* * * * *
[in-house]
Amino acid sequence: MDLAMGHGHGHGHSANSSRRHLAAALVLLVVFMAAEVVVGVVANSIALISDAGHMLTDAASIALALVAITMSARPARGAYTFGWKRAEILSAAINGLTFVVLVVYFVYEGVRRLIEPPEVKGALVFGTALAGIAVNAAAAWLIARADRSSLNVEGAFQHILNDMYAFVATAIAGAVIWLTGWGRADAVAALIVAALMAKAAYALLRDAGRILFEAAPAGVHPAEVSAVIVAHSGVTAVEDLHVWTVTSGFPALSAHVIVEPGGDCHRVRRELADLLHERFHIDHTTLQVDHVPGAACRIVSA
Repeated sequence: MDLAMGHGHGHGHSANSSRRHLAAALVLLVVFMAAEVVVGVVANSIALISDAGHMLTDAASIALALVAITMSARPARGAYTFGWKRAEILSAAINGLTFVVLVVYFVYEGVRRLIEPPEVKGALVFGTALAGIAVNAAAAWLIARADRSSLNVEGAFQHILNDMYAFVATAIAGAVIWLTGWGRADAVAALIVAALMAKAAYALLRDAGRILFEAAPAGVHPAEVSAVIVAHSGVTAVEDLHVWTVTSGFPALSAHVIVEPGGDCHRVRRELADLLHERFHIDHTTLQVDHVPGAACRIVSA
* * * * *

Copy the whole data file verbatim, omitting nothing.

[in-house]
Amino acid sequence: MDLAMGHGHGHGHSANSSRRHLAAALVLLVVFMAAEVVVGVVANSIALISDAGHMLTDAASIALALVAITMSARPARGAYTFGWKRAEILSAAINGLTFVVLVVYFVYEGVRRLIEPPEVKGALVFGTALAGIAVNAAAAWLIARADRSSLNVEGAFQHILNDMYAFVATAIAGAVIWLTGWGRADAVAALIVAALMAKAAYALLRDAGRILFEAAPAGVHPAEVSAVIVAHSGVTAVEDLHVWTVTSGFPALSAHVIVEPGGDCHRVRRELADLLHERFHIDHTTLQVDHVPGAACRIVSA
Repeated sequence: MDLAMGHGHGHGHSANSSRRHLAAALVLLVVFMAAEVVVGVVANSIALISDAGHMLTDAASIALALVAITMSARPARGAYTFGWKRAEILSAAINGLTFVVLVVYFVYEGVRRLIEPPEVKGALVFGTALAGIAVNAAAAWLIARADRSSLNVEGAFQHILNDMYAFVATAIAGAVIWLTGWGRADAVAALIVAALMAKAAYALLRDAGRILFEAAPAGVHPAEVSAVIVAHSGVTAVEDLHVWTVTSGFPALSAHVIVEPGGDCHRVRRELADLLHERFHIDHTTLQVDHVPGAACRIVSA